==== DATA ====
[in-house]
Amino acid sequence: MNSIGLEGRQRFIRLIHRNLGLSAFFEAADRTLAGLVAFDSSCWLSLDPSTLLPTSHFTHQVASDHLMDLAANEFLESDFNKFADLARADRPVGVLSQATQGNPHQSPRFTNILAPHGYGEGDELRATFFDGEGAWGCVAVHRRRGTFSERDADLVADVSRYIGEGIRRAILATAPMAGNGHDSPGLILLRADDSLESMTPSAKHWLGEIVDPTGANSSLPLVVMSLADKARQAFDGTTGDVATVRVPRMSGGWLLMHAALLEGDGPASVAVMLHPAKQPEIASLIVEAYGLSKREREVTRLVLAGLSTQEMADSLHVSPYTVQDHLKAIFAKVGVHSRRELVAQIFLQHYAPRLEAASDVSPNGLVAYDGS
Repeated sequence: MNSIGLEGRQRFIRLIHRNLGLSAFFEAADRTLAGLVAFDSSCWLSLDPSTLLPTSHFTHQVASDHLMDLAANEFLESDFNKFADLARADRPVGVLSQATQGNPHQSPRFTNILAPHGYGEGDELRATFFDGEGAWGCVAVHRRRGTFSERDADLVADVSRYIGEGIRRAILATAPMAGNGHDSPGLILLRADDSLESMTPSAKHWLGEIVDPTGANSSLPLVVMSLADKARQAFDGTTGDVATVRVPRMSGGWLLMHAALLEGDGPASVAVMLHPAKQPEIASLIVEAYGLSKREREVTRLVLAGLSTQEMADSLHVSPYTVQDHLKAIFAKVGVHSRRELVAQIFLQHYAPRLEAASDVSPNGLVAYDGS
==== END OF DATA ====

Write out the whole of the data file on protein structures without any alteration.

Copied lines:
[in-house]
Amino acid sequence: MNSIGLEGRQRFIRLIHRNLGLSAFFEAADRTLAGLVAFDSSCWLSLDPSTLLPTSHFTHQVASDHLMDLAANEFLESDFNKFADLARADRPVGVLSQATQGNPHQSPRFTNILAPHGYGEGDELRATFFDGEGAWGCVAVHRRRGTFSERDADLVADVSRYIGEGIRRAILATAPMAGNGHDSPGLILLRADDSLESMTPSAKHWLGEIVDPTGANSSLPLVVMSLADKARQAFDGTTGDVATVRVPRMSGGWLLMHAALLEGDGPASVAVMLHPAKQPEIASLIVEAYGLSKREREVTRLVLAGLSTQEMADSLHVSPYTVQDHLKAIFAKVGVHSRRELVAQIFLQHYAPRLEAASDVSPNGLVAYDGS
Repeated sequence: MNSIGLEGRQRFIRLIHRNLGLSAFFEAADRTLAGLVAFDSSCWLSLDPSTLLPTSHFTHQVASDHLMDLAANEFLESDFNKFADLARADRPVGVLSQATQGNPHQSPRFTNILAPHGYGEGDELRATFFDGEGAWGCVAVHRRRGTFSERDADLVADVSRYIGEGIRRAILATAPMAGNGHDSPGLILLRADDSLESMTPSAKHWLGEIVDPTGANSSLPLVVMSLADKARQAFDGTTGDVATVRVPRMSGGWLLMHAALLEGDGPASVAVMLHPAKQPEIASLIVEAYGLSKREREVTRLVLAGLSTQEMADSLHVSPYTVQDHLKAIFAKVGVHSRRELVAQIFLQHYAPRLEAASDVSPNGLVAYDGS